Big Clay Pot

Big Clay Pot is set in 200 BCE on one of the (then fairly new) Japanese islands. A girl, outcast from her Korean village, seeks shelter with an old man. Her clumsiness and the way she’s easily distracted make her a less-than-ideal companion, but with patience, she can be taught.

Slapstick is difficult to do on paper, but Mills manages to accomplish it. While the girl’s accidents are funny, they’re also used to reveal more of her character and advance the story. Mills’ work is deceptively simplistic. His figures are lumpy and misshapen, but that doesn’t interfere with their action and expressions.

Big Clay Pot cover
Big Clay Pot
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There’s a dreamy quality to the images — simple lines are given depth and texture through the use of lots of zip-a-tone, pre-printed adhesive sheets of dot patterns that are cut out and stuck down to fill in spaces. The layouts are basic, with rectangular panels; the number and spacing varies to control flow. They lead us straightforwardly through the tale, allowing us space to think about the content instead of the art.

The story is made up of several incidents between the two characters over an indefinite period. Like Cells, his Xeric-winning minicomic, Big Clay Pot emphasizes two people who are originally in opposition to each other learning to understand one another. The relationship here progresses from tension to familiarity brought on by the passage of time. It’s an unusual choice of subject matter, which is part of its charm. There’s a lot more here than is immediately obvious.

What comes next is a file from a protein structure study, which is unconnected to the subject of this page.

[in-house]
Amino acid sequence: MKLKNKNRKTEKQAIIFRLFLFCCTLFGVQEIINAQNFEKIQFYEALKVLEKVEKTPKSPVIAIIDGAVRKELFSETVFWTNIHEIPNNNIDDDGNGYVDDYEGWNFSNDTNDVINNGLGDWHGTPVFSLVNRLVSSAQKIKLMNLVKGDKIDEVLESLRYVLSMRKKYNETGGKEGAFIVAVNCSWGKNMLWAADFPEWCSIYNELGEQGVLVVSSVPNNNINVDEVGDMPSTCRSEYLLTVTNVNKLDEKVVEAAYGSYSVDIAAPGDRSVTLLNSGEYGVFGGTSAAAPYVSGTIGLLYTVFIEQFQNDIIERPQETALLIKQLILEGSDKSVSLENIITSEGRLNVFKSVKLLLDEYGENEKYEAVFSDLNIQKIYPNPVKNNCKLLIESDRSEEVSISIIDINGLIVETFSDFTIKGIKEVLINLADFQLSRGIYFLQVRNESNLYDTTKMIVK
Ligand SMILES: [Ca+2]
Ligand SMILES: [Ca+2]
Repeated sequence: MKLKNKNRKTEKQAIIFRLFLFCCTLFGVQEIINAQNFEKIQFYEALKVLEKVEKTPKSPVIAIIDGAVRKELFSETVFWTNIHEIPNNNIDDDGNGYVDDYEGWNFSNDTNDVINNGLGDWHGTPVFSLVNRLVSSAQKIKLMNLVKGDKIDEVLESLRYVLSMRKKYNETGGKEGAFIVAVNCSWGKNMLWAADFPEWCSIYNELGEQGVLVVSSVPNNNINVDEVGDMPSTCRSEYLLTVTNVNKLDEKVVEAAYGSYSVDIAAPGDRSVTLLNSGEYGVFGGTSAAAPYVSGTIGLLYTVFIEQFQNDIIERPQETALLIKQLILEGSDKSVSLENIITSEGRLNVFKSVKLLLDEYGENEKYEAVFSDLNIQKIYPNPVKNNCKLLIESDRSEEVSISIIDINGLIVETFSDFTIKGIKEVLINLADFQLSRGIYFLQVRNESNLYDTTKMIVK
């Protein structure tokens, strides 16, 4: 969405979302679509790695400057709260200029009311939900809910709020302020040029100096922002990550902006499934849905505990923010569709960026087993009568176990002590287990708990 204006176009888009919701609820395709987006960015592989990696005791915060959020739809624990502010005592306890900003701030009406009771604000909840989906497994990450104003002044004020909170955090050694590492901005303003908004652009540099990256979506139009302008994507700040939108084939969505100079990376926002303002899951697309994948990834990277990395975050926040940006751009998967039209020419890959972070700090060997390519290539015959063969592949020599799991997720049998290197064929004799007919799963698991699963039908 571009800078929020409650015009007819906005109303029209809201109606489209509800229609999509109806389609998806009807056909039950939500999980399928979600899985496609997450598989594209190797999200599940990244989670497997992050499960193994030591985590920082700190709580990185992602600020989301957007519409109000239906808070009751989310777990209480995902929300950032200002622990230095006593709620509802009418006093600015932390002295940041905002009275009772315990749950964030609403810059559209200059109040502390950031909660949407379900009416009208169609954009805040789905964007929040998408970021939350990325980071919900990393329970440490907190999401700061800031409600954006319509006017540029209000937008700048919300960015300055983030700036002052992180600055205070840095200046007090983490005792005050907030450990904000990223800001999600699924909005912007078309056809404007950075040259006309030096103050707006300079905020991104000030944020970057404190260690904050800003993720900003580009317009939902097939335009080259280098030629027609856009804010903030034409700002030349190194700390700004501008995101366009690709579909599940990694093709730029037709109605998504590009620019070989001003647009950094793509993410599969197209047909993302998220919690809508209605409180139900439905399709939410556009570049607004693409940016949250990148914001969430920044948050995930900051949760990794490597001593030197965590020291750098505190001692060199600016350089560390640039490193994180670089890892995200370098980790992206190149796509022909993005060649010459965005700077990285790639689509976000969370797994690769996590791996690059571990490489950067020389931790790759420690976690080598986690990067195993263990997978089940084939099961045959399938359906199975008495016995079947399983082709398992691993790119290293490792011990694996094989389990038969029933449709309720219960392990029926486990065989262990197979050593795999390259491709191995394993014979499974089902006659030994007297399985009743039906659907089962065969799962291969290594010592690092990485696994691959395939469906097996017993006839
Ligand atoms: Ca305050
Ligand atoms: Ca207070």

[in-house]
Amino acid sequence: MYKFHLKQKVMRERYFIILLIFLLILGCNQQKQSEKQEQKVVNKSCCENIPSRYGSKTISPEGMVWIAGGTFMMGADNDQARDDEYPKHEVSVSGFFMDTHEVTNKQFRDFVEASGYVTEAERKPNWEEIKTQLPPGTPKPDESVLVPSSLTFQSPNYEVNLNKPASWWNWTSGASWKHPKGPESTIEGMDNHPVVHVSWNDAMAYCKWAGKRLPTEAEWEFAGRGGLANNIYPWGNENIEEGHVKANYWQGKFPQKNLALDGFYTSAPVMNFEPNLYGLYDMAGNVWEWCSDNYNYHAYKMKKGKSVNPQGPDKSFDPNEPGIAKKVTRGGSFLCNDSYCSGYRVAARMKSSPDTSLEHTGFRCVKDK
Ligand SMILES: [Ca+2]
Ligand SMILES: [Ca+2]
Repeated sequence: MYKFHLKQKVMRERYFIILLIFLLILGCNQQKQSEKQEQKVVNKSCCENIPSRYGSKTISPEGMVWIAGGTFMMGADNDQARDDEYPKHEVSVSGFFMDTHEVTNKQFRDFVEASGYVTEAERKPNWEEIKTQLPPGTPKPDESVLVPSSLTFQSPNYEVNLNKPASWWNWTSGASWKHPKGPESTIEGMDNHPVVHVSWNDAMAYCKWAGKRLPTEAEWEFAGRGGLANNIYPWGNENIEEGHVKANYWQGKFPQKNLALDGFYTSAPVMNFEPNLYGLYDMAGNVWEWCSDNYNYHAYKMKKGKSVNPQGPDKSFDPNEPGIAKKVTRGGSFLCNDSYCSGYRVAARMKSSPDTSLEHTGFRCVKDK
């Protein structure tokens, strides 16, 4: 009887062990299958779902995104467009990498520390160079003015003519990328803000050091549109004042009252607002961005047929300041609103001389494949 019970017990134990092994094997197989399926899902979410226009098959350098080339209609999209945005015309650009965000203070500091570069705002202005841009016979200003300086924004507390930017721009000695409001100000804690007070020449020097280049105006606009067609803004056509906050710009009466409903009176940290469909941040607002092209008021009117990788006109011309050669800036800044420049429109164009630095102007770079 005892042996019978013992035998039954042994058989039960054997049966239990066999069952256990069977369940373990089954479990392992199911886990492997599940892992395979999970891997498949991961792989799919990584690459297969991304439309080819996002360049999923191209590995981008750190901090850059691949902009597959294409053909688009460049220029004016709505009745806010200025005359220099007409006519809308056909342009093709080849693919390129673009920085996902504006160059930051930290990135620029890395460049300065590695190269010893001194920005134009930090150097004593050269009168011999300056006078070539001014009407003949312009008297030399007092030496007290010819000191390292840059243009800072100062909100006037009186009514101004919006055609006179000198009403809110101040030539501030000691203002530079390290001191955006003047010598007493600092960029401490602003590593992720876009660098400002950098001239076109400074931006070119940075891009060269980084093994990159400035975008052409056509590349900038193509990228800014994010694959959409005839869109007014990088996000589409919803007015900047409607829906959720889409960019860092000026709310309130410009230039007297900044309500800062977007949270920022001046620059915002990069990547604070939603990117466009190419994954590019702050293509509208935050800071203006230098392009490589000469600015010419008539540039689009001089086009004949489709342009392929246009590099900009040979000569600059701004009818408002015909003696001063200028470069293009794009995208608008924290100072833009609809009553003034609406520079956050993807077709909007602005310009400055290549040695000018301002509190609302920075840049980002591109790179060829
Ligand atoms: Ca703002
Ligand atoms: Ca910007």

Although they’re left out of mainstream society, these two characters build their own type of family. As we read through their journey, there’s humor, mythology, pottery instruction, and dreams. At the end, we have an understanding of different kinds of love.

Scott Mills has a personal web site. He has also written Trenches, My Own Little Empire, The Masterplan, and Seamonsters & Superheroes, among others.

3 Responses to “Big Clay Pot”

  1. Dan Coyle Says:

    I didn’t like this one as much as you did, but i found it to be an interesting subject. My Own Little Empire and The Masterplan are both very good.

  2. Johanna Says:

    I like the fact that he’s done books with such different settings and subjects. (I didn’t care at all for the autobio of MOLE, and I haven’t yet read Masterplan.) Lots of variety there.

  3. Dan Coyle Says:

    Definitely. There’s too few creators actually stretching- Mills goes out each and every time with a new kind of subject. Seamonsters and Superheroes is very good too.




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